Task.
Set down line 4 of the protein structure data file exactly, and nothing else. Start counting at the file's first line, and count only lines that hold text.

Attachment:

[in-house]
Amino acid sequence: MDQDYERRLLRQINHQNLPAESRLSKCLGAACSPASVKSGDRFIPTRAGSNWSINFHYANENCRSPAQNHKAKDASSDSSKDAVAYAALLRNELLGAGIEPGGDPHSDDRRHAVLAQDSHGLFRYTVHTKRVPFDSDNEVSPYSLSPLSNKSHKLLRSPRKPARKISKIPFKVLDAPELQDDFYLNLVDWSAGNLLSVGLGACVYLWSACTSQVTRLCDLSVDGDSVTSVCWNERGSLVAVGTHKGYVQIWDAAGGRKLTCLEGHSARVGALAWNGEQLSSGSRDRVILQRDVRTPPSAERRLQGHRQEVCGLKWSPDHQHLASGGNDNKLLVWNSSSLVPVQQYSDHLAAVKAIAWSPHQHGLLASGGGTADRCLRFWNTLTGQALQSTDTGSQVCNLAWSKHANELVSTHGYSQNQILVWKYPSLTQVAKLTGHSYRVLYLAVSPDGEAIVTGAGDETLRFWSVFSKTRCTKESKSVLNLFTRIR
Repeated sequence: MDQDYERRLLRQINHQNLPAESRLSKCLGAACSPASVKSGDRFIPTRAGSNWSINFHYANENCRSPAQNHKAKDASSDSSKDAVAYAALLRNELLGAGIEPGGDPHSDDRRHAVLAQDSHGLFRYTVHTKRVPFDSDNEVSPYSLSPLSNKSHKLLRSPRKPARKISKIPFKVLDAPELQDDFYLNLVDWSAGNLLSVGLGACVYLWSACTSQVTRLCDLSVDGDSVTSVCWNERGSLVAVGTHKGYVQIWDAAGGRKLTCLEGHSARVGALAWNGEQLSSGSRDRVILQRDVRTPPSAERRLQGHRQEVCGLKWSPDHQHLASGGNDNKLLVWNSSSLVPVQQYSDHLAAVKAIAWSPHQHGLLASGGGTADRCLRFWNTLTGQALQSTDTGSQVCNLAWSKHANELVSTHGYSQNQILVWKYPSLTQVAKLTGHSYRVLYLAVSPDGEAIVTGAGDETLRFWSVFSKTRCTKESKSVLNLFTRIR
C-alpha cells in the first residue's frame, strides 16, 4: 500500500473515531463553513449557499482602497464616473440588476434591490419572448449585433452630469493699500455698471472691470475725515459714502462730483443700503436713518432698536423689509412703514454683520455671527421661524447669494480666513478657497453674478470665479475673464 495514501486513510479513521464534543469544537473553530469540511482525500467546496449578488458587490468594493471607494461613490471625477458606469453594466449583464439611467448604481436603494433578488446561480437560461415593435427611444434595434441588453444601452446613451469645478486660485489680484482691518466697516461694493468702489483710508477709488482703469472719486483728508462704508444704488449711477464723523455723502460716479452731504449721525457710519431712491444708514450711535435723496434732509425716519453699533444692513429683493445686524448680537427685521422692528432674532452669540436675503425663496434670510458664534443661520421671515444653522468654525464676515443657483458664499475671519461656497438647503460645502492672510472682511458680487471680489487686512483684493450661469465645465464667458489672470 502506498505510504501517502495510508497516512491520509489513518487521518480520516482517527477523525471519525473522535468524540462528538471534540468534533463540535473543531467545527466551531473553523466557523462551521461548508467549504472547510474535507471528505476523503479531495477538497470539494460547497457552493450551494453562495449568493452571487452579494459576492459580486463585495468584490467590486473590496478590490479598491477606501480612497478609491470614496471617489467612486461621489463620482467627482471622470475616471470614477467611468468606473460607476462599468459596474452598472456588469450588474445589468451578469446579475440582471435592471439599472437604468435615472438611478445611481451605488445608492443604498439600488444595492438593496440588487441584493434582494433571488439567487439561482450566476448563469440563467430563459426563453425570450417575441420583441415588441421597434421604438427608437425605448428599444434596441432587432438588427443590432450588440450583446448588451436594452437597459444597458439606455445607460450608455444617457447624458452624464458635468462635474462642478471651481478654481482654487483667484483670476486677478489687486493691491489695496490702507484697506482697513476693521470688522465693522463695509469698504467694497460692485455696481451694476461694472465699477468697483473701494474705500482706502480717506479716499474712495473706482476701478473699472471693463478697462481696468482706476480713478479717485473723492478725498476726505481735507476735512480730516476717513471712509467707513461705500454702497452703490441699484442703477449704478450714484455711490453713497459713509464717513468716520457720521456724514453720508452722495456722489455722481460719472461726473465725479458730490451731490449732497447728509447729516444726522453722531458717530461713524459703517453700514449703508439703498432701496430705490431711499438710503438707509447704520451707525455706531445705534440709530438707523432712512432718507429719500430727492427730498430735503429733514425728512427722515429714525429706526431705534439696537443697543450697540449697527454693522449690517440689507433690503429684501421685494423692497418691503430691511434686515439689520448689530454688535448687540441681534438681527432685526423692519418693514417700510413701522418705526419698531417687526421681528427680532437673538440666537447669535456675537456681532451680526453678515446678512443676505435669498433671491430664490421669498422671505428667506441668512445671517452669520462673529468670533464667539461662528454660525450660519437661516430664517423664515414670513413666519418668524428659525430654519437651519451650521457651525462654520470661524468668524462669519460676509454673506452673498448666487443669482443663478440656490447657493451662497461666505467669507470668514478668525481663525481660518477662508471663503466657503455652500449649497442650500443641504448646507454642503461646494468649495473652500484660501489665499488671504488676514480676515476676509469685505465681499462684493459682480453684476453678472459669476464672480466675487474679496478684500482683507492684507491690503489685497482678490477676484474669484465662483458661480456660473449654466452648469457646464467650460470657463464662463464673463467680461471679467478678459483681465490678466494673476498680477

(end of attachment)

C-alpha cells in the first residue's frame, strides 16, 4: 500500500473515531463553513449557499482602497464616473440588476434591490419572448449585433452630469493699500455698471472691470475725515459714502462730483443700503436713518432698536423689509412703514454683520455671527421661524447669494480666513478657497453674478470665479475673464 495514501486513510479513521464534543469544537473553530469540511482525500467546496449578488458587490468594493471607494461613490471625477458606469453594466449583464439611467448604481436603494433578488446561480437560461415593435427611444434595434441588453444601452446613451469645478486660485489680484482691518466697516461694493468702489483710508477709488482703469472719486483728508462704508444704488449711477464723523455723502460716479452731504449721525457710519431712491444708514450711535435723496434732509425716519453699533444692513429683493445686524448680537427685521422692528432674532452669540436675503425663496434670510458664534443661520421671515444653522468654525464676515443657483458664499475671519461656497438647503460645502492672510472682511458680487471680489487686512483684493450661469465645465464667458489672470 502506498505510504501517502495510508497516512491520509489513518487521518480520516482517527477523525471519525473522535468524540462528538471534540468534533463540535473543531467545527466551531473553523466557523462551521461548508467549504472547510474535507471528505476523503479531495477538497470539494460547497457552493450551494453562495449568493452571487452579494459576492459580486463585495468584490467590486473590496478590490479598491477606501480612497478609491470614496471617489467612486461621489463620482467627482471622470475616471470614477467611468468606473460607476462599468459596474452598472456588469450588474445589468451578469446579475440582471435592471439599472437604468435615472438611478445611481451605488445608492443604498439600488444595492438593496440588487441584493434582494433571488439567487439561482450566476448563469440563467430563459426563453425570450417575441420583441415588441421597434421604438427608437425605448428599444434596441432587432438588427443590432450588440450583446448588451436594452437597459444597458439606455445607460450608455444617457447624458452624464458635468462635474462642478471651481478654481482654487483667484483670476486677478489687486493691491489695496490702507484697506482697513476693521470688522465693522463695509469698504467694497460692485455696481451694476461694472465699477468697483473701494474705500482706502480717506479716499474712495473706482476701478473699472471693463478697462481696468482706476480713478479717485473723492478725498476726505481735507476735512480730516476717513471712509467707513461705500454702497452703490441699484442703477449704478450714484455711490453713497459713509464717513468716520457720521456724514453720508452722495456722489455722481460719472461726473465725479458730490451731490449732497447728509447729516444726522453722531458717530461713524459703517453700514449703508439703498432701496430705490431711499438710503438707509447704520451707525455706531445705534440709530438707523432712512432718507429719500430727492427730498430735503429733514425728512427722515429714525429706526431705534439696537443697543450697540449697527454693522449690517440689507433690503429684501421685494423692497418691503430691511434686515439689520448689530454688535448687540441681534438681527432685526423692519418693514417700510413701522418705526419698531417687526421681528427680532437673538440666537447669535456675537456681532451680526453678515446678512443676505435669498433671491430664490421669498422671505428667506441668512445671517452669520462673529468670533464667539461662528454660525450660519437661516430664517423664515414670513413666519418668524428659525430654519437651519451650521457651525462654520470661524468668524462669519460676509454673506452673498448666487443669482443663478440656490447657493451662497461666505467669507470668514478668525481663525481660518477662508471663503466657503455652500449649497442650500443641504448646507454642503461646494468649495473652500484660501489665499488671504488676514480676515476676509469685505465681499462684493459682480453684476453678472459669476464672480466675487474679496478684500482683507492684507491690503489685497482678490477676484474669484465662483458661480456660473449654466452648469457646464467650460470657463464662463464673463467680461471679467478678459483681465490678466494673476498680477